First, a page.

Here, you can find out how to reclaim a vehicle that has been seized under Section 165A of the Road Traffic Act 1988. This means an officer had reasonable grounds to believe that the driver was uninsured or was not driving in accordance with their driving licence.
Your vehicle can also be seized if it's being driven on a public road or place and:
it hasn't been taxed for two months and one day or longer
it's registered as SORN (Statutory Off Road Notification)
If your vehicle has been seized for any of these reasons the driver should have received a seizure notice.
You'll need the seizure notice that was given to you at the roadside to get your vehicle back. It's important that, within 14 working days, you go to one of our designated police stations with documents that prove your ID and your ownership of the vehicle to start the process of reclaiming your vehicle. You'll might also have to pay the release and storage fees.
Your vehicle will be held at an assigned recovery agent compound for 14 working days from midnight on the day of the seizure. After this time, if it's not collected, it may be scrapped or sold.
These are the designated police stations in Bedfordshire, Cambridgeshire or Hertfordshire you can attend to prove your identity:
If you weren't driving the vehicle but you are the registered keeper, you'll be sent a letter by recorded delivery telling you about the seizure. You have 14 days from the date the letter was posted to reclaim your vehicle.
The enquiry office at the police station will check your documents and stamp the seizure paperwork, which you can then take to the recovery compound holding your vehicle (the address will be on the paperwork). You'll then need to pay the recovery operator the release and storage fees (if incurred).
The correct documents you need to reclaim your vehicle
When you go to one of our designated police stations you must produce the following documents (originals, not copies) to prove your identity and get your vehicle released:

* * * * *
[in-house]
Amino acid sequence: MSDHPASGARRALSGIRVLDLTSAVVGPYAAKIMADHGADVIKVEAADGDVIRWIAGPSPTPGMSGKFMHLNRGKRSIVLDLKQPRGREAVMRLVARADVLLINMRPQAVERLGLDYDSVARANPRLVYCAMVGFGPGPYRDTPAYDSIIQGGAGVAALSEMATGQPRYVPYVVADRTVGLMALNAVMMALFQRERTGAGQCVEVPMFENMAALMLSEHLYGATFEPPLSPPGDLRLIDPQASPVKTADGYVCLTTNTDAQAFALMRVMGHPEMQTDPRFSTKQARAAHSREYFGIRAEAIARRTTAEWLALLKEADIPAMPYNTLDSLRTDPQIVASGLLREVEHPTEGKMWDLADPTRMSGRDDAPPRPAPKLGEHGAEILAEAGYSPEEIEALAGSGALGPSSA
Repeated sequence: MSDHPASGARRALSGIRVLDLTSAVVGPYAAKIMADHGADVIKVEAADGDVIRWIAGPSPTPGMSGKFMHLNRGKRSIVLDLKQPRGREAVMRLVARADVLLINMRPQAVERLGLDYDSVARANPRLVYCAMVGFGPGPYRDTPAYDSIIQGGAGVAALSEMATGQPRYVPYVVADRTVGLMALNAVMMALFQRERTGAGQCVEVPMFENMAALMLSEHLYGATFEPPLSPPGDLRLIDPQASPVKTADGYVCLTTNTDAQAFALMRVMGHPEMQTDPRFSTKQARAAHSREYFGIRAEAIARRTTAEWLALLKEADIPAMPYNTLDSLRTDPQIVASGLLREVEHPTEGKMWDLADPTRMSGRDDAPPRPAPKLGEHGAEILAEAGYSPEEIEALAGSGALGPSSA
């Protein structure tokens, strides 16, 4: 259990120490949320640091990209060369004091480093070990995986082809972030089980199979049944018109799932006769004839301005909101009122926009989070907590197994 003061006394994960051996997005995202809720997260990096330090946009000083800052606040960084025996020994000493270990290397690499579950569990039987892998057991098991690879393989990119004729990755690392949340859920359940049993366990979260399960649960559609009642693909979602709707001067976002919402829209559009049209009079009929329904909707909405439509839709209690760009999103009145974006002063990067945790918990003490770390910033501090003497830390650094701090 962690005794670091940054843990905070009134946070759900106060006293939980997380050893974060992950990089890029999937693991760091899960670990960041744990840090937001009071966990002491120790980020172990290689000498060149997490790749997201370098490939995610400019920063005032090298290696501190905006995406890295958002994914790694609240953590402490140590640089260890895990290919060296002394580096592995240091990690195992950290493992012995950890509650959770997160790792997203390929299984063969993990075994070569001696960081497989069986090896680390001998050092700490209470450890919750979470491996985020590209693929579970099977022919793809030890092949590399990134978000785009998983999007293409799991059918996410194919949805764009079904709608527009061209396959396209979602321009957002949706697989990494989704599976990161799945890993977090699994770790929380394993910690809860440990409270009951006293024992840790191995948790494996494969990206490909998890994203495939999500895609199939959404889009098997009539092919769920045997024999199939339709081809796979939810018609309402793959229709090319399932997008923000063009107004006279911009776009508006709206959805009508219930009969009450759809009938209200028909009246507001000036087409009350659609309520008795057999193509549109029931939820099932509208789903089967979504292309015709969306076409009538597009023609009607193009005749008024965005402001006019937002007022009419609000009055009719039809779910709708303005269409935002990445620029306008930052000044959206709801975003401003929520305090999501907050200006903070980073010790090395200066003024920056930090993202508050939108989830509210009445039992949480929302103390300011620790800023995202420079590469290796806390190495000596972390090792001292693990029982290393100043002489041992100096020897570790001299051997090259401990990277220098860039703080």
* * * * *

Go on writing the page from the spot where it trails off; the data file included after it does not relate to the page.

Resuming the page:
valid V5C (log book in your name) or new keeper slip
valid certificate of insurance (it must show the registration mark of the vehicle being released)
driving licence (you can produce your passport alongside the paper counterpart if you do not possess a photocard driving licence)
valid MOT certificate or proof of a pre-booked MOT, if required
If you're the legal owner, but not the registered keeper
If you don't have the V5C log book or new keeper slip, we'll need to see verifiable proof of ownership – this could be an official receipt from the garage where you bought the vehicle, or evidence of purchase, such as a bank transfer or bill of sale. It will need to include the details of the previous keeper so we can contact them to verify that you bought the vehicle from them.
You also have to complete a V62 application for a new V5C while at the station. We'll send this to the DVLA on your behalf, registering the vehicle in your name. You'll also need to bring a postal order made payable to 'DVLA SWANSEA' to cover the DVLA set fee of £25. We'll send this to the DVLA with the V62.
If you're a motor trader and the owner of the vehicle at the time of the seizure
If you have the V5C log book or V5C/3 (yellow Motor Traders Supplement), we'll need to see verifiable evidence of trading in relation to the seized vehicle, such as a stock book or similar containing details of purchased vehicles. This must include the date and time of purchase for the seized vehicle (a single piece of paper with the vehicle details written on it will not be acceptable).
If you have the V5C, you'll also have to complete a V62 application form while at the station. We'll send this to the DVLA on your behalf, along with the V5C (minus the V5C/3 yellow Motor Traders Supplement), registering the vehicle in your name.